The Importance of Teaching Children to Swim
In the depths of winter, it may seem a little out of place to have kids swimming a high priority, although, come the summer months, it can feel quite natural, even impulsive to think about swimming.
The fact is, in schools learning to swim is now a core element in primary curriculum, and learning to swim and swimming lessons go on all through the year.
In the summer, particularly if there are some high temperatures, there will be reports of fatalities amongst children, who have drowned. Not all because they couldn’t swim perhaps, but some will be.
As a parent, the best you can do is give your child the safest opportunity around water, is to get them swimming. If you don’t know where to start, book your children onto a suitable lesson today.
Swimming is a life skill and something like riding a bike, once learned, never forgotten, and can carry on into elder years.
Almost all kids have some sport interest during their school years, but only swimming has the potential to save a life. They could be cool at netball, or a great footballer, but if they were to fall into a river, or off a quay, there is one sport that they could have learned that would give them a chance of safety.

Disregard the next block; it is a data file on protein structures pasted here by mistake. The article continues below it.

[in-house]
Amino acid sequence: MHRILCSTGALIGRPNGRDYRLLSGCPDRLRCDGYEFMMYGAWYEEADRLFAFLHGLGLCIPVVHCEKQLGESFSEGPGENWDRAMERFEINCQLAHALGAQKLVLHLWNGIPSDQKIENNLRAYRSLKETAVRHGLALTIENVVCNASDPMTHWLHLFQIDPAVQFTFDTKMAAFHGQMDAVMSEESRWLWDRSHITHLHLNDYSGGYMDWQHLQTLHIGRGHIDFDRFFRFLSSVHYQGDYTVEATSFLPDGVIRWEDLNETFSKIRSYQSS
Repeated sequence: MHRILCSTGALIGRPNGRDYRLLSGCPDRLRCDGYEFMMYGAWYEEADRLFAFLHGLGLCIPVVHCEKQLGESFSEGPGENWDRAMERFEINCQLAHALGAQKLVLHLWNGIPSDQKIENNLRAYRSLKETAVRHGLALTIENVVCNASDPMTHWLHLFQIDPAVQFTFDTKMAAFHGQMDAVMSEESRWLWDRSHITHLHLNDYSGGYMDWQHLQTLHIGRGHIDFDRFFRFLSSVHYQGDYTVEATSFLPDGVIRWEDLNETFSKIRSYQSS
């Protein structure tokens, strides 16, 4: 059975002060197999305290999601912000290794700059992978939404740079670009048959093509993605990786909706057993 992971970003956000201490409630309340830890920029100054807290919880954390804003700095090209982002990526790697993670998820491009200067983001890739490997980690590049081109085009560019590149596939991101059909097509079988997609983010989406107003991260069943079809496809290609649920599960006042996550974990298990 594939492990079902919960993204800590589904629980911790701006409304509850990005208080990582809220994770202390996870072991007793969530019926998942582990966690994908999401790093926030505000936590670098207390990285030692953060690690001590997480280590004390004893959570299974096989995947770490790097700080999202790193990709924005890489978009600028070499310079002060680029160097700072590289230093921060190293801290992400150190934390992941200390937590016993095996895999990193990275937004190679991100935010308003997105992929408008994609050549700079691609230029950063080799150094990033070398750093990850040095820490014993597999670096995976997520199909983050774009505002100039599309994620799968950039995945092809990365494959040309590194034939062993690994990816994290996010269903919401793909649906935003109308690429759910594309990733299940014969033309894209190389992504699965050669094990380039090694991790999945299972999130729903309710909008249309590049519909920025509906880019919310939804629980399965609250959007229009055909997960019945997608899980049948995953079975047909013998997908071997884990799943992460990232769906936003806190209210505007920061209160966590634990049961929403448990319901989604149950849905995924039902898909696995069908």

Swimming is an excellent physical activity which uses pretty much all of the muscles. Once familiarity and confidence in the water happens, then children can exercise themselves by having fun for hours.
If you told them to exercise, the response would be probably negative, but they will happily spend hours running in and out of shallow water beaches, or throwing a ball around a pool.
Swimming is a great no-impact exercise. Unlike running, bowling, kicking etc. swimming does not focus effort on a particular joint, muscle or limb, with 90% of the body weight held in the water in buoyancy, swimming uses all those muscles in smooth succession.
The term “cardio-vascular” is one that kids will be unlikely to have heard of, even less likely to care about, but swimming is a great exercise for hearts and lungs as well limbs.
Swimming is a social activity and good for making friends and just going with friends.
Once the child can swim, a whole new raft of sports opportunities open, such as sailing, canoeing, rowing or kayaking.
It also means the freedom to try diving, snorkelling or even scuba diving.
Most schools give the opportunities to take swimming lessons all through the year, so anytime could well be the right time to start.